Monthly Archives: April 2014

Banning the sale of alcohol below the cost of duty plus VAT

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Banning the sale of alcohol below the cost of duty plus VAT – new mandatory condition delayed

Posted: 09 Apr 2014 05:00 PM PDT

Following the proposed implementation of the new mandatory licence condition by way of the Licensing Act 2003 (Mandatory Licensing Conditions) Order 2014 (see our previous article here), it has been reported that the Home Office has delayed the relevant commencement date.

The new date for implementation has been suggested as mid-May but no exact date has been provided as yet.

Morgan & Clarke Monthly Newsletter, some very interesting points on FMT

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Pigeon House, The Broadway,

Oakridge Lynch, Stroud, Glos. GL6 7NU

Email:   Phone:  01285 719292

(Also at:  London, Cardiff, Braunton, Lewes)


We have always subscribed to the basic truism that in life you rarely, if ever, achieve 100%.   This could never be more relevant in the relationships between Pubcos / Brewers and their lessees.   The healthy attitude of a little give-and-take, is the bedrock of a successful business partnership between lessor and lessee.   A quotation from a senior Pubco employee, albeit a few years ago, seemed to sum up the attitude from one side of the fence: “tenants, they’re all the same.  On the make, on the take and robbing us blind”.   When mutual trust disappears, so do sound business relationships, particularly with slightly less successful trading operations.


1.  Admirable Admiral

We are grateful to the M&C Report, February 2014, number 169, for an article that you may not have had the chance of studying, concerning an interview with Jonathan Paveley who has only recently stepped down as Executive Chairman of Admiral Taverns, but of course remains Chairman of the successful regional Brewer, Hook Norton.   Two particular quotations caught our eye as follows:

“You have to trust the person in front of the customer – if you can’t trust them, don’t employ them.   In my first six months we dismantled the bureaucracy that existed, saving millions and empowering the front line to take decisions without Head Office interference……poor decision-makers left and the good ones thrived and recruited their equally talented colleagues from other companies by telling them how much job satisfaction they were now getting.   Furthermore, licensees liked it because their BRM was now empowered to help them on-the-spot and we were increasingly accepted as being on their side.   Distrust waned and trust grew”.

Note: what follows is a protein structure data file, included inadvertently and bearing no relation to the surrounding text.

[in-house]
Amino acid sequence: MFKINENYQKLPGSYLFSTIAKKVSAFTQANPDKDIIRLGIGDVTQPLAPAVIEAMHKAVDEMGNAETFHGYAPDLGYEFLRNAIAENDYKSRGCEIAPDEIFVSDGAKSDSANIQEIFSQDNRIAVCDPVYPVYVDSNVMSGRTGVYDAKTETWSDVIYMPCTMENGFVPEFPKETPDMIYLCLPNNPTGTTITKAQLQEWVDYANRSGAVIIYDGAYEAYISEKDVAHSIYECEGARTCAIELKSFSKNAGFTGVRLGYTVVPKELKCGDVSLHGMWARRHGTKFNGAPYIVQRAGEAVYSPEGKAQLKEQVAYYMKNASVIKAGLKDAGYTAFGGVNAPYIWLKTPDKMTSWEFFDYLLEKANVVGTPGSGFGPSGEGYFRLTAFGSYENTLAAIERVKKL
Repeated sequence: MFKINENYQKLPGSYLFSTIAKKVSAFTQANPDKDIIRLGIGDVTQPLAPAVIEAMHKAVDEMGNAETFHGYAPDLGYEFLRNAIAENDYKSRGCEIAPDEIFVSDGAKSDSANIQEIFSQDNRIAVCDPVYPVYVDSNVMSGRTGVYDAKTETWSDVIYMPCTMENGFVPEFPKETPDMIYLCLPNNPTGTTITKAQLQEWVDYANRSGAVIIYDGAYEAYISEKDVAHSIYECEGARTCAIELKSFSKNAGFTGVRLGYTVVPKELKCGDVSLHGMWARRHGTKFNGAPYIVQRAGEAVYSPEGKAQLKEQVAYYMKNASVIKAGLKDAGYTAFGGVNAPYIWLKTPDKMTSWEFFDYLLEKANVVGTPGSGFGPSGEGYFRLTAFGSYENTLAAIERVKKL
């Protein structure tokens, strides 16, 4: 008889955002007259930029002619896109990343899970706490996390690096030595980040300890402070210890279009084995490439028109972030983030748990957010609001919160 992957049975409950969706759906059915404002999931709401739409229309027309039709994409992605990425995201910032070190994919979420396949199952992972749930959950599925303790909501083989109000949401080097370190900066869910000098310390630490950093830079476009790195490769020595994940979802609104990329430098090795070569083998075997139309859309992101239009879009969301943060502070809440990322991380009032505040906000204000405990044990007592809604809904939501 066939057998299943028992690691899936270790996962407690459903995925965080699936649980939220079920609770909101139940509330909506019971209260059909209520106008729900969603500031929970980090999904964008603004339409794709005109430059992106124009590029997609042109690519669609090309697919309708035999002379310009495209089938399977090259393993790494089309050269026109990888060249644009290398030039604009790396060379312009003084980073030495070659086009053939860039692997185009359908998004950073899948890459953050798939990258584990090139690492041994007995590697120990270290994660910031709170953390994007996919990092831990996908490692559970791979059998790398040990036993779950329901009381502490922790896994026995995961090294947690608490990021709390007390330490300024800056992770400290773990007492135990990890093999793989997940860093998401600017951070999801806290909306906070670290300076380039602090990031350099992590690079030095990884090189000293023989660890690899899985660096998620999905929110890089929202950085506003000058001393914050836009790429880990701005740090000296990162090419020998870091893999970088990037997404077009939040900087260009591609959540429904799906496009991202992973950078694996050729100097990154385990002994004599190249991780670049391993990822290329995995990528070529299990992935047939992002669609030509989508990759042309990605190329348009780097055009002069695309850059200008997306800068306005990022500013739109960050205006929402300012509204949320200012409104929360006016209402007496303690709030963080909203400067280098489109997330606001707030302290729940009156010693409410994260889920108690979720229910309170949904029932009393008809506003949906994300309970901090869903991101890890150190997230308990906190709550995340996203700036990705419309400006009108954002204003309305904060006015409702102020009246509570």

This highlights our opening remarks concerning genuine levels of give-and-take and to get the optimum out of a given situation.   This is backed up by the second quotation:

“Try to ensure that deals you agree with licensees are fair and will be motivational for them.  I can remember quite a few occasions when a deal agreed with a licensee came to me for formal approval and I sent it back with a lower rent, or other income reduction for Admiral and only one or two went the other way.   We both need to make a good living together over the long term”.  


We really could not have put it any better!


2.  Purchase the Freehold?

We have had a number of cases recently where clients have sought our advice over the amount that they should offer in the hope of buying the freehold interest.   Time and again, they are encouraged to ‘make an offer and see if it will tempt us’.   Unfortunately – on the basis of this encouragement – there have been a number of occasions where external valuations have been paid for (not through us) and then subsequently rejected out of hand.